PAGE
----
Honors Programs

The Department of Computer Science offers two Honors Programs. The first program is an upper-division honors program for outstanding students in the BS in Computer Science and BS in Software Engineering degree programs. This Honors program offers special sections of designated classes and other activities designed to enhance the educational experience of exceptional students. Admission to this Honors program requires a 3.500 or better GPA (grade point average) in at least 30 semester credit hours of coursework. Graduation with Honors requires a 3.500 or better GPA and completion of at least 6 honors classes, including a Senior Thesis or Senior Design Project class. For more details, contact the Office of Undergraduate Advising (ECS South 2.502; 972-883-2004).

Departmental Honors with Distinction may be awarded to students whose Senior Thesis or Senior Design Project is judged by a faculty committee to be of exemplary quality. Only students graduating with Departmental Honors are eligible. Thesis/projects must be submitted by the deadline that applies to MS Theses and PhD Dissertations in the graduating semester to allow for proper evaluation. Students interested in Honors with Distinction are encouraged to start working on their thesis/project a year prior to graduation.

The second program, called Computer Science Computing Scholars (CS2) is an intense Bachelor of Science in Computer Science Degree Program created for exceptionally gifted students who wish to pursue a demanding course of study enriched throughout with research experiences. The Computing Scholars Program has a specially designed curriculum. Courses integrate discussion of current research, recent discoveries, and open problems into a rich logical progression of firmly related topics. Course numbers for the Core Curriculum Requirements and Major Requirements are the same as those for the Bachelor of Science in Computer Science, but Computing Scholars take honors versions of the following courses: ECS 1200, CS 2305, CS 3305, CS 3340, CS 3341, CS 3345, CS 3354, CS 4141, CS 4337, CS 4341, CS 4348, CS 4349, CS 4384, and CS 4485.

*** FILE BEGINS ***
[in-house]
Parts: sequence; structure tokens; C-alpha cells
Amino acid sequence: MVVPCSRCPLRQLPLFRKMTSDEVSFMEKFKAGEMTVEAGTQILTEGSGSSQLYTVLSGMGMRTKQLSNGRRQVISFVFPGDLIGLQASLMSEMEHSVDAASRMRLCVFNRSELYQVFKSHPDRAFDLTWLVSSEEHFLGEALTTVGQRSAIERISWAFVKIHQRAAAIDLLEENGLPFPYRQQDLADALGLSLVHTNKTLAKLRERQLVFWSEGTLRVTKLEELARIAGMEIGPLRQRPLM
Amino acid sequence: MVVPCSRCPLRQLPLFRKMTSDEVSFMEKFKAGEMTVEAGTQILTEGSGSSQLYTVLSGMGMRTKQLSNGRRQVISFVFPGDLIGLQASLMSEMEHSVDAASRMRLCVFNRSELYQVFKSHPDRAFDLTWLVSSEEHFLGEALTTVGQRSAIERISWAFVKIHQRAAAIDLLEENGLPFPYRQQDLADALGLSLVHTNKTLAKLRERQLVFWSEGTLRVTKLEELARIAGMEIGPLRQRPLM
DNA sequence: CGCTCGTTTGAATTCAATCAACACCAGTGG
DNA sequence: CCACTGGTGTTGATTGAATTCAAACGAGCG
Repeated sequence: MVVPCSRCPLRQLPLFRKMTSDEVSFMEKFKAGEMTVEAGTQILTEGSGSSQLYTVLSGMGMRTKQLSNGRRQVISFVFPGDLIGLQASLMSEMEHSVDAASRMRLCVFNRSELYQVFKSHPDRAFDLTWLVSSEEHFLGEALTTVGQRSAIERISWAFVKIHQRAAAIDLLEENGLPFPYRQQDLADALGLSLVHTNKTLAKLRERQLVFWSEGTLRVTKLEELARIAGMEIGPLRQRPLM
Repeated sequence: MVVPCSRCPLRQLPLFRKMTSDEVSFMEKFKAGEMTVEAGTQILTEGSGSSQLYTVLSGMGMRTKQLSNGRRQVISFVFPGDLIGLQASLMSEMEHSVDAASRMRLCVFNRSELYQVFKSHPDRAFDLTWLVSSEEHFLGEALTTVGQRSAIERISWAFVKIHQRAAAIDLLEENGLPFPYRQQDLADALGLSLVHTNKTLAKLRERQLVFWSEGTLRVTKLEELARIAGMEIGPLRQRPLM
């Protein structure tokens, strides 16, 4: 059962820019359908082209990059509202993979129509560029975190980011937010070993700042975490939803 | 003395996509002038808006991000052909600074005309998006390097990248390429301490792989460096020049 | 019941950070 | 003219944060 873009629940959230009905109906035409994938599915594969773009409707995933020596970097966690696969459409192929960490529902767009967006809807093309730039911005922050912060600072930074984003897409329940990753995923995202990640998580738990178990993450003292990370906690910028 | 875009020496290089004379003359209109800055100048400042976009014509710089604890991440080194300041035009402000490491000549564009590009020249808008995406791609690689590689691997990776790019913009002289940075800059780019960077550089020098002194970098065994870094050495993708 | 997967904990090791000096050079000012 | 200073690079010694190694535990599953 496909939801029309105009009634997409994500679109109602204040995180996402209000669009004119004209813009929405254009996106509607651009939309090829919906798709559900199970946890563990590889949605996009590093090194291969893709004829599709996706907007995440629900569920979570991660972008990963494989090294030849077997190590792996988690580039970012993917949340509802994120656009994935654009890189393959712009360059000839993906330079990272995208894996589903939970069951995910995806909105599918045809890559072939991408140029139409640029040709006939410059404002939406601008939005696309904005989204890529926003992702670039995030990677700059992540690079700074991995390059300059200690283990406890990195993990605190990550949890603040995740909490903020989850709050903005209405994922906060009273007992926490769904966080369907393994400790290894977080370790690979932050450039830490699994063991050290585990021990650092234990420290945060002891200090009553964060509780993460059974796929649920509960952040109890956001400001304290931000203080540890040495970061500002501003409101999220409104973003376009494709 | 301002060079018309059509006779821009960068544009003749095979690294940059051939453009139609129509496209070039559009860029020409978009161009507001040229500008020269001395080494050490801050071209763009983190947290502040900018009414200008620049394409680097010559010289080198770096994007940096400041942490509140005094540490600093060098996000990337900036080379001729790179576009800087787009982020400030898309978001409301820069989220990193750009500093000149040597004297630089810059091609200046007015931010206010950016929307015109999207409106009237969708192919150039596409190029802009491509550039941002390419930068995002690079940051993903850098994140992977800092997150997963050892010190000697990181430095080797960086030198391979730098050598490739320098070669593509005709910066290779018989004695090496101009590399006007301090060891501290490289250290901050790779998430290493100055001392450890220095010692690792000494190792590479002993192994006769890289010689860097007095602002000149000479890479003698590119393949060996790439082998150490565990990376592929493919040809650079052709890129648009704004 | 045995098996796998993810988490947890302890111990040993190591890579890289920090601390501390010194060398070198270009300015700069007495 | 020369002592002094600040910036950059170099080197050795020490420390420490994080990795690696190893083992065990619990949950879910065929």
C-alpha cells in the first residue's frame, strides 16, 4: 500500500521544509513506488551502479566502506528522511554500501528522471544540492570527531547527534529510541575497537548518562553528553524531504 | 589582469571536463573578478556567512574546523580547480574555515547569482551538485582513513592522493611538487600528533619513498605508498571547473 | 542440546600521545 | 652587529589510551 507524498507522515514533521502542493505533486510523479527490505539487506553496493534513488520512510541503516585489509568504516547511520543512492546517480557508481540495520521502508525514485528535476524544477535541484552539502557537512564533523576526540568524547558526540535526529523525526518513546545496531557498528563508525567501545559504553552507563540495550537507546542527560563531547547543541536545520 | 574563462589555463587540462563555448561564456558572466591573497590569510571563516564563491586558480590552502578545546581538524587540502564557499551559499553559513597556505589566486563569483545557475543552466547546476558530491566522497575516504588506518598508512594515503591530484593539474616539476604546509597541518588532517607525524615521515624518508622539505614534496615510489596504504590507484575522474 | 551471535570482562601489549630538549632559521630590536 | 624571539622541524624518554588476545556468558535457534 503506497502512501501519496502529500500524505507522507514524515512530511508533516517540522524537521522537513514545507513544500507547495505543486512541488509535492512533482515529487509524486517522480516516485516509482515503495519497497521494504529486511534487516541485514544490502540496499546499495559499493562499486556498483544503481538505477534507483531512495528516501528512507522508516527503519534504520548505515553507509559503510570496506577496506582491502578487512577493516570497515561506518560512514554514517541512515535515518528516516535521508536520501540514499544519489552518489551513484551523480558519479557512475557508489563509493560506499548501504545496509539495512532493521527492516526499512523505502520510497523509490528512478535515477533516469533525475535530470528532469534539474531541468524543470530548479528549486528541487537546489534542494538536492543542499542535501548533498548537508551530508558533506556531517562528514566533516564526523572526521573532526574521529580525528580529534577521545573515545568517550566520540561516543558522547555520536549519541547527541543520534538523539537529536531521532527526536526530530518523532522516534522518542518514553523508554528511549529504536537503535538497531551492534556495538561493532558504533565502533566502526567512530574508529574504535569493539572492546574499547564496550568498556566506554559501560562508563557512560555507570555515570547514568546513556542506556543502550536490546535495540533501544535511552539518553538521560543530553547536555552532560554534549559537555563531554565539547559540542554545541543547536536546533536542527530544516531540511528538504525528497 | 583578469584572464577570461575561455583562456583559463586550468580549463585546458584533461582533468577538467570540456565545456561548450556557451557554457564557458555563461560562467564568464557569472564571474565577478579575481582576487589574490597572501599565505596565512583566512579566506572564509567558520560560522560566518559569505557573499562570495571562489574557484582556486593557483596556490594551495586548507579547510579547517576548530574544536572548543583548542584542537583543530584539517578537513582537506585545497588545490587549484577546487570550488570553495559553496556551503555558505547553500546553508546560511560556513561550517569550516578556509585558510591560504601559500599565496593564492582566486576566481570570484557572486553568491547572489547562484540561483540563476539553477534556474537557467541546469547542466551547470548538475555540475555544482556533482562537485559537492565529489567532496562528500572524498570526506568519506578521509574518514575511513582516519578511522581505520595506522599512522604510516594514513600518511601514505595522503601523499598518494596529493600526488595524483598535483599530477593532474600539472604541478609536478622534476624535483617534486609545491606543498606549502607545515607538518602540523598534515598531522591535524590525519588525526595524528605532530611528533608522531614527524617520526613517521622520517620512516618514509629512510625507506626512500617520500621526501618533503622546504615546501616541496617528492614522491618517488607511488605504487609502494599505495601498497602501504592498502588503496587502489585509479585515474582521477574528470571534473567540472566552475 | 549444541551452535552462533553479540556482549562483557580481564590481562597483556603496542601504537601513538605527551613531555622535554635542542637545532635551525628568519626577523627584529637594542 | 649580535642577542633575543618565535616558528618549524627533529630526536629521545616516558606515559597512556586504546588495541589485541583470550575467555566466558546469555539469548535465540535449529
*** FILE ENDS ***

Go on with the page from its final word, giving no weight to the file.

Admission to the program is mainly by nomination and invitation. Those invited to join the Computing Scholars Honors Program will have successfully completed a full and challenging high school curriculum, will have achieved high scores on the SAT or ACT tests, and will be about to graduate from high school, or equivalent, with high class rank.

Successful participants will graduate with the added distinction of a Computing Scholars Honors Diploma.

For more information about this program students should contact the Computer Science Department leadership.


A Certificate in Information Assurance can be obtained by completing the following (as well as any required prerequisites):

CS 4389 Data and Applications Security

CS 4393 Computer and Network Security

CS 4398 Digital Forensics

The certificate is intended for those individuals who are working in the industry and who already have background similar to a BS degree. CS and SE majors that complete the required classes, as well as students that complete the Minor in Information Assurance will be awarded certificates in Information Assurance.

1. Incoming freshmen must complete and pass UNIV 1010 Freshman Seminar and the corresponding school-related freshman seminar course. Erik Jonsson School of Engineering and Computer Science majors must enroll and receive credit for ECS 1200 which will satisfy the UNIV 1010 graduation requirement. Students, including transfer students, who complete their core curriculum at UT Dallas must take UNIV 2020.

2. Curriculum Requirements can be fulfilled by other approved courses. The courses listed are recommended as the most efficient way to satisfy both Core Curriculum and Major Requirements at UT Dallas.

3. Semester credit hours fulfill the communication component of the Core Curriculum.

4. Three semester credit hours of Calculus are counted under Mathematics Core, and five semester credit hours of Calculus are counted as Component Area Option Core.

5. Six semester credit hours of Physics are counted under Science core, and one semester credit hour of Physics (PHYS 2125) is counted as Component Area Option Core.

6. Semester credit hours contribute to the Social and Behavioral Sciences component of the Core Curriculum.

7. Transfer students with sufficient background may petition to substitute upper-division semester credit hours in the major for this class.

Updated: 2015-03-26 17:35:43 v1.8444ae